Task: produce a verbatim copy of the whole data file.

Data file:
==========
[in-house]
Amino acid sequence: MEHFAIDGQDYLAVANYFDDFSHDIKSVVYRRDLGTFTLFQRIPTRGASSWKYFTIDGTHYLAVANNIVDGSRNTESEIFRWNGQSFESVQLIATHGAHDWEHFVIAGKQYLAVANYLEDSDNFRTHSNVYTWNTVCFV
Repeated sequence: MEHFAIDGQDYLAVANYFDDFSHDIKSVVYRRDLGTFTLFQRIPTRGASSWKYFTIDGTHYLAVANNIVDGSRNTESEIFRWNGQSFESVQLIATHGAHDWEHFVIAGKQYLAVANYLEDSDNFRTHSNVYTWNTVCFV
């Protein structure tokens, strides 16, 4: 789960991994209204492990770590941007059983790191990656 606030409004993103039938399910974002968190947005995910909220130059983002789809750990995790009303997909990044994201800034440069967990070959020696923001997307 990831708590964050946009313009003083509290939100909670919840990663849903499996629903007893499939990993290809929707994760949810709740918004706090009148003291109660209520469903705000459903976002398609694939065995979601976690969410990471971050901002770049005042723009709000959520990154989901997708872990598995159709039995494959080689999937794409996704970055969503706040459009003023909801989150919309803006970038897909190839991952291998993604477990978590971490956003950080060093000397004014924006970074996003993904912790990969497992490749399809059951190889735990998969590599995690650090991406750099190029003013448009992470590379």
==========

[in-house]
Amino acid sequence: MEHFAIDGQDYLAVANYFDDFSHDIKSVVYRRDLGTFTLFQRIPTRGASSWKYFTIDGTHYLAVANNIVDGSRNTESEIFRWNGQSFESVQLIATHGAHDWEHFVIAGKQYLAVANYLEDSDNFRTHSNVYTWNTVCFV
Repeated sequence: MEHFAIDGQDYLAVANYFDDFSHDIKSVVYRRDLGTFTLFQRIPTRGASSWKYFTIDGTHYLAVANNIVDGSRNTESEIFRWNGQSFESVQLIATHGAHDWEHFVIAGKQYLAVANYLEDSDNFRTHSNVYTWNTVCFV
């Protein structure tokens, strides 16, 4: 789960991994209204492990770590941007059983790191990656 606030409004993103039938399910974002968190947005995910909220130059983002789809750990995790009303997909990044994201800034440069967990070959020696923001997307 990831708590964050946009313009003083509290939100909670919840990663849903499996629903007893499939990993290809929707994760949810709740918004706090009148003291109660209520469903705000459903976002398609694939065995979601976690969410990471971050901002770049005042723009709000959520990154989901997708872990598995159709039995494959080689999937794409996704970055969503706040459009003023909801989150919309803006970038897909190839991952291998993604477990978590971490956003950080060093000397004014924006970074996003993904912790990969497992490749399809059951190889735990998969590599995690650090991406750099190029003013448009992470590379």